USA , 1996
Review by Matt Bailey
Posted on 03 July 2006
Source Miramax DVD
Categories Chick Flicks
Was it only ten years ago that we were at the zenith of the golden age of indie filmmaking? Clerks, Spanking the Monkey, and Pulp Fiction were all released in 1994, clearing a path for dozens of low-budget features to follow. Within the next couple of years, audiences saw the independently-produced first features from such now-familiar names as James Mangold, Larry Clark, Lodge Kerrigan, Edward Burns, Rebecca Miller, Alexander Payne, Todd Solondz, Mary Harron, Terry Zwigoff, and Neil LaBute; the Sundance Film Festival grew seemingly overnight from a cozy little gathering in the mountains into the premier American film market; and Miramax, enjoying the deep pockets of their new owner, Disney, picked up film after film for distribution (even if they never quite got around to releasing all of them), becoming a trusted brand among art house movie lovers.
In the summer of 1996, on the same weekend they released the massively hyped Trainspotting, Miramax quietly opened a small indie film called Walking and Talking. Made for under a million dollars—a low figure even during that era of boasting about small budgets—the film was directed by a first-time female director and featured an ensemble of actors with—at best—a few other independent credits to their names. Perhaps Miramax thought they were engaging in a clever bit of counter-programming— and it’s easy to second guess marketing and distribution tactics a decade after the fact—but is it any surprise that Trainspotting went on to make nearly sixteen times the box office of Walking and Talking? Is it any surprise that the next film by Trainspotting’s creative team—the execrable A Life Less Ordinary—was released amid a bustle of publicity just over one year later while Walking and Talking’s director, Nicole Holofcener, spent half a decade directing episodes of Sex and the City while waiting to make her second feature (reportedly made for a quarter of her debut’s budget)? Is it any surprise that Holofcener’s third film, Friends With Money—still in theaters as of this writing—has yet to reach the box office take of Trainspotting? After all, she makes a strange, unsellable hybrid of film: the indie Gen X chick flick dramedy.
Nicole Holofcener, a refugee from the male-dominated trenches of film school and indie filmmaking, does not make movies about small-time gangsters or funny drug addicts or psychotic killers. She makes movies about women who are realer than real. She makes movies about intelligent yet insecure women who are related to or in friendships with other intelligent yet insecure women, and these women spend the movie talking about their relationships and friendships, often questioning why they are even in said relationships or friendships. Moreover, these women’s talking and questioning often results in no significant change in those relationships or friendships at the end of the movie. To put it bluntly, Holofcener makes movies that no “guy” would ever want to see or would ever admit to seeing if he had. In fact, Holofcener offers few concessions to “guys”. Her male characters are often sketches of men, impossible to identify with, and, though she often hires beautiful female actresses (Jennifer Aniston, Emily Mortimer, and Holofcener’s “Old Reliable”—Catherine Keener), she does not pander to a male audience by inappropriately sexualizing them. Furthermore, she often subverts the expectation that women always be pretty and appealing, with loveable flaws and cute neuroses. Emily Mortimer’s nude scene in Holofcener’s second film, Lovely & Amazing, is the most difficult-to-watch scene in the film because she demands that her boyfriend criticize without tact every flaw on her naked body. You’re happy to see her clothed again.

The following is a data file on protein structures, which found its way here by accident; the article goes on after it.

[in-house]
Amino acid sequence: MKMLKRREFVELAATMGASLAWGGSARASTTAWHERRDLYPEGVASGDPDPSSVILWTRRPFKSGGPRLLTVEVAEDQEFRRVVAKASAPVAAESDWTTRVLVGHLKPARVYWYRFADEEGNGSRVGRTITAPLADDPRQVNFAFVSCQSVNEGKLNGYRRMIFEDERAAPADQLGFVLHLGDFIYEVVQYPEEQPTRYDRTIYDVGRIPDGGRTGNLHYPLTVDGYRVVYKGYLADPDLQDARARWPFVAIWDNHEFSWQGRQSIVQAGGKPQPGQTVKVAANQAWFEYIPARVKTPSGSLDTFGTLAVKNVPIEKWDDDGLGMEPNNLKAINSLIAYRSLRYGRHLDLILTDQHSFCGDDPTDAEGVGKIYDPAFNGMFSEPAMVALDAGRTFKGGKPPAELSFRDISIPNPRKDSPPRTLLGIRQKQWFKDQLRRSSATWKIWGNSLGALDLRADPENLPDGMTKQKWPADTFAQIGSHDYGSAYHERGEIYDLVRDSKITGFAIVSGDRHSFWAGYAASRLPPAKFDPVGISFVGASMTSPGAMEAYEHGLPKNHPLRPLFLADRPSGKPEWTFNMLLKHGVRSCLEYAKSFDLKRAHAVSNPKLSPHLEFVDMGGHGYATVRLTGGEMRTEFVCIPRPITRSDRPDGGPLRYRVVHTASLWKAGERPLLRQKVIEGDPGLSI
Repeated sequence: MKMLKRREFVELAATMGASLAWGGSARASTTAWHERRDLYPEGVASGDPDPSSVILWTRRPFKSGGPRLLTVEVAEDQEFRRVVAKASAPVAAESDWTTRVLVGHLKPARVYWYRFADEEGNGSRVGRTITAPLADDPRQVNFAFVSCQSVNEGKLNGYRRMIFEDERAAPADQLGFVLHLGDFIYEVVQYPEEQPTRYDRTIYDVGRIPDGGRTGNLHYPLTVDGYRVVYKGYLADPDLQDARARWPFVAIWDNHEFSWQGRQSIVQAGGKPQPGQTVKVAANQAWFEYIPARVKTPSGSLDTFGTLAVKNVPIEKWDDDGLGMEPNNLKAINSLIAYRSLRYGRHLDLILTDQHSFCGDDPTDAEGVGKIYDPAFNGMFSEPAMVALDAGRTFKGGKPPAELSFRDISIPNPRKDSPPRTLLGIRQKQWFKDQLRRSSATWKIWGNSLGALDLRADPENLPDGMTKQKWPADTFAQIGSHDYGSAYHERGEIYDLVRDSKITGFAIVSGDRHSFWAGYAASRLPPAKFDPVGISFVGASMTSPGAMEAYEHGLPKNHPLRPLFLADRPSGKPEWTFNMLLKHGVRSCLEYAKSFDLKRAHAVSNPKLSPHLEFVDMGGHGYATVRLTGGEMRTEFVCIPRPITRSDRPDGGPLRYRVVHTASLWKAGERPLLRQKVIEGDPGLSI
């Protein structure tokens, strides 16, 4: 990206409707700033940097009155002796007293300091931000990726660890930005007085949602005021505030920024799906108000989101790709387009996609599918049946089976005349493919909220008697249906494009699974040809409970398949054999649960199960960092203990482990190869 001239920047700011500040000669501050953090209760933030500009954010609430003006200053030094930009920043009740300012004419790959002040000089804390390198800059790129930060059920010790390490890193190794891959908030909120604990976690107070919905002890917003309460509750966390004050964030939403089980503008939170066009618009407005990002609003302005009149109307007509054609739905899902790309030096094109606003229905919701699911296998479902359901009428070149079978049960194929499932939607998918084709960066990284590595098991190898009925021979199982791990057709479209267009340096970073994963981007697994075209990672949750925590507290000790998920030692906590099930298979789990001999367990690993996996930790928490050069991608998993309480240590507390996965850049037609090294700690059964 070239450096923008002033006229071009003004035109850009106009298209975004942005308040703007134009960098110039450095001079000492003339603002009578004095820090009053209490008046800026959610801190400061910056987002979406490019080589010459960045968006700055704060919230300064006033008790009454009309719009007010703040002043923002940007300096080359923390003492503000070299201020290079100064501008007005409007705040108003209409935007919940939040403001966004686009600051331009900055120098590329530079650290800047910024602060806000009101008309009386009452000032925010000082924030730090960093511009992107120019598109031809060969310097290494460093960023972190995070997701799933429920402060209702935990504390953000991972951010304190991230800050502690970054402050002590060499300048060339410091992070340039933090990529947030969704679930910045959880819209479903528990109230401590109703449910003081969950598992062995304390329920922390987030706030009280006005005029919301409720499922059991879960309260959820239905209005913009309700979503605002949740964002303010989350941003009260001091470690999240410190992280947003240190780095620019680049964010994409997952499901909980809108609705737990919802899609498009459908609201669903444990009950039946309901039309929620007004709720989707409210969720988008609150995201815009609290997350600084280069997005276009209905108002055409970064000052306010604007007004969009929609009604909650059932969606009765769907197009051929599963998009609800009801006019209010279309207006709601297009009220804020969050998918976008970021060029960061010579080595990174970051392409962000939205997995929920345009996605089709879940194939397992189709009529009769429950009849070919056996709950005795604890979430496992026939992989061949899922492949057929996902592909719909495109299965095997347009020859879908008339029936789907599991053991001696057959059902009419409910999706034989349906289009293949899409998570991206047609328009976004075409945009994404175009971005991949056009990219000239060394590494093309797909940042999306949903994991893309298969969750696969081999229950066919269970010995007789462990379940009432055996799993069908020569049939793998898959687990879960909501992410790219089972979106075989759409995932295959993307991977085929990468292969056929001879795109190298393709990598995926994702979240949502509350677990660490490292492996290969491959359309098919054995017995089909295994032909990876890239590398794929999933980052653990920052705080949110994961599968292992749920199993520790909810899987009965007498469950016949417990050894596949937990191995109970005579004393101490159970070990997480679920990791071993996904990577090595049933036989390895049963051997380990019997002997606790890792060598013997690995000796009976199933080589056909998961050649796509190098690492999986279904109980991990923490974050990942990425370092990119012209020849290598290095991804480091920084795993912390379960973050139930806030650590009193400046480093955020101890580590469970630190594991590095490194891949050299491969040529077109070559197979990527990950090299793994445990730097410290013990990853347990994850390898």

If any of Holofcener’s films were to appeal to a male audience (or at least provide the fewest squirm-inducing moments to it), it would be Walking and Talking. Where Lovely & Amazing and Friends With Money seem to want to explore female relationships through the lenses of body image and class, respectively, and to do so with increasing cynicism, Walking and Talking seems content to explore the small sacrifices men and women make in order to have harmonious friendships with each other and the ways in which people must continually accommodate and compromise in order to maintain their friendships. Though the primary relationship in the film is between two lifelong female friends, their friendship is colored and changed by the women’s relationships with former, current, and even potential boyfriends. The male characters in this film (played by indie stalwarts Todd Field, Liev Schreiber, Kevin Corrigan, and Randall Batinkoff) are more clearly defined than in Holofcener’s later films and even get some of the good lines: “Do we really have to listen to this vagina music all the way there?” is perhaps the most memorable line in the film (at least tying with Keener’s “This sponge smells like a hot dog and I can’t stop smelling it” bit) and it’s delivered by a man. But even if interpersonal relationships ought to be of interest to men as well as women, in cinema they are almost entirely the domain of the chick flick. And, for better or worse, despite its indie credentials (shot by Hal Hartley’s cinematographer, produced by James Schamus and Ted Hope) and the universal appeal of its witty screenplay, that’s the domain of Holofcener’s film.
The Truth About Cats & Dogs1996
Gas Food Lodging1992
Walking and Talking1996
Fried Green Tomatoes1991
The Bridges of Madison County1995
Bridget Jones’s Diary2001
Bend It Like Beckham2002
Bring It On2000
Truly Madly Deeply1991
The Last of the Mohicans1992
12:05 am, 19 May 2013 @NotComing